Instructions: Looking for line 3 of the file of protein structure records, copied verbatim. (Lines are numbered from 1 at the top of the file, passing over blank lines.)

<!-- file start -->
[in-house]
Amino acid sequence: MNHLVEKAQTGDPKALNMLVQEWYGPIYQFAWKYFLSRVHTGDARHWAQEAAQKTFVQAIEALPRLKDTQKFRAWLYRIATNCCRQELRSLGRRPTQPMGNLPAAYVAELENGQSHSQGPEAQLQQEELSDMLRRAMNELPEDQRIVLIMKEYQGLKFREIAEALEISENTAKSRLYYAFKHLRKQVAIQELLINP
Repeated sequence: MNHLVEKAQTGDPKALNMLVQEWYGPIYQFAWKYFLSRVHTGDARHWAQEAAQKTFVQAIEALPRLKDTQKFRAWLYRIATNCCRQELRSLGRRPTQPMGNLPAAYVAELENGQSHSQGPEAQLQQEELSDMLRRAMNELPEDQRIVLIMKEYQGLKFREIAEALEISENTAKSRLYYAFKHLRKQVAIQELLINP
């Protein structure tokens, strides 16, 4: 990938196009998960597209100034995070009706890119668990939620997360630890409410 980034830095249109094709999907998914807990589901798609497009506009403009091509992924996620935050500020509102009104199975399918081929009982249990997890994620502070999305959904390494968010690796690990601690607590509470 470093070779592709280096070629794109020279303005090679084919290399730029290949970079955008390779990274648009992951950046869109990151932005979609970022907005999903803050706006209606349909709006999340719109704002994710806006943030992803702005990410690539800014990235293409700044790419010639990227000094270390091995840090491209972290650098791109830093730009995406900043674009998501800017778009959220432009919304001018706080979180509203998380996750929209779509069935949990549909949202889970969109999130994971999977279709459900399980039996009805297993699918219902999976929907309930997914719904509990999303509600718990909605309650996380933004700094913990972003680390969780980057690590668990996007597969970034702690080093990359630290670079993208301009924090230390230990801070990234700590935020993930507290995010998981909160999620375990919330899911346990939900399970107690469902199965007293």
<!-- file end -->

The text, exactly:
Repeated sequence: MNHLVEKAQTGDPKALNMLVQEWYGPIYQFAWKYFLSRVHTGDARHWAQEAAQKTFVQAIEALPRLKDTQKFRAWLYRIATNCCRQELRSLGRRPTQPMGNLPAAYVAELENGQSHSQGPEAQLQQEELSDMLRRAMNELPEDQRIVLIMKEYQGLKFREIAEALEISENTAKSRLYYAFKHLRKQVAIQELLINP